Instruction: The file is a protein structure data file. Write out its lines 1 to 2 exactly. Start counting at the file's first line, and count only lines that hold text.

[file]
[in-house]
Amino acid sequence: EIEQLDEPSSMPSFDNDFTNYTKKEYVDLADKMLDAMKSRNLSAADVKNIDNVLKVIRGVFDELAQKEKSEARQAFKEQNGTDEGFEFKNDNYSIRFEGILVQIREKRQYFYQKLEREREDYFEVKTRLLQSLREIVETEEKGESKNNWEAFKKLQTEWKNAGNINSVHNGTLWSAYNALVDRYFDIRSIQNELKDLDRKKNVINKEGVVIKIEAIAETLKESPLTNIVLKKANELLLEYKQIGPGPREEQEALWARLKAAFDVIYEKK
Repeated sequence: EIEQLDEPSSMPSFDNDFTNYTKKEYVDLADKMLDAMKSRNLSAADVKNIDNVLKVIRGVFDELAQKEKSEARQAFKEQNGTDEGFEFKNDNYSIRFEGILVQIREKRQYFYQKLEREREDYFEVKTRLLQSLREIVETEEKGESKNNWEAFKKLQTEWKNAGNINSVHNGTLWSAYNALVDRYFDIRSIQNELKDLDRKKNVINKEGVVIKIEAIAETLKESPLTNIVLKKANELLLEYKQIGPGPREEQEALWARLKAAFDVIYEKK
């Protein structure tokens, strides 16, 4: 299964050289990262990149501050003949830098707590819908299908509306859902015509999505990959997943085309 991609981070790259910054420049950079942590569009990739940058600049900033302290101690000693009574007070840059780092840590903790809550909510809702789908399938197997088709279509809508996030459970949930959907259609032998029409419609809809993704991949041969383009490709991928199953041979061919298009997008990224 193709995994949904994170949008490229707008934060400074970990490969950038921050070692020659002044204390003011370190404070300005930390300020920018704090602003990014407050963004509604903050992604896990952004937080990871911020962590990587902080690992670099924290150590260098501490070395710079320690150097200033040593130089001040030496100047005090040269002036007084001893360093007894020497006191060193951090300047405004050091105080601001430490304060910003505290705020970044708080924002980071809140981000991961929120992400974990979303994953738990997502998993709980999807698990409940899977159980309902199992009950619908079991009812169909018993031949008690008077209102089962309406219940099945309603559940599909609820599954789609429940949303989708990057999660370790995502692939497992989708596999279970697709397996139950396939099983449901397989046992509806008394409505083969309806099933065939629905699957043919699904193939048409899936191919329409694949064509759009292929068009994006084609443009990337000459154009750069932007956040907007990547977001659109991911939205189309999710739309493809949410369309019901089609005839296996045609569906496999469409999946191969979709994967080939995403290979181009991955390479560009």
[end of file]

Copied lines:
[in-house]
Amino acid sequence: EIEQLDEPSSMPSFDNDFTNYTKKEYVDLADKMLDAMKSRNLSAADVKNIDNVLKVIRGVFDELAQKEKSEARQAFKEQNGTDEGFEFKNDNYSIRFEGILVQIREKRQYFYQKLEREREDYFEVKTRLLQSLREIVETEEKGESKNNWEAFKKLQTEWKNAGNINSVHNGTLWSAYNALVDRYFDIRSIQNELKDLDRKKNVINKEGVVIKIEAIAETLKESPLTNIVLKKANELLLEYKQIGPGPREEQEALWARLKAAFDVIYEKK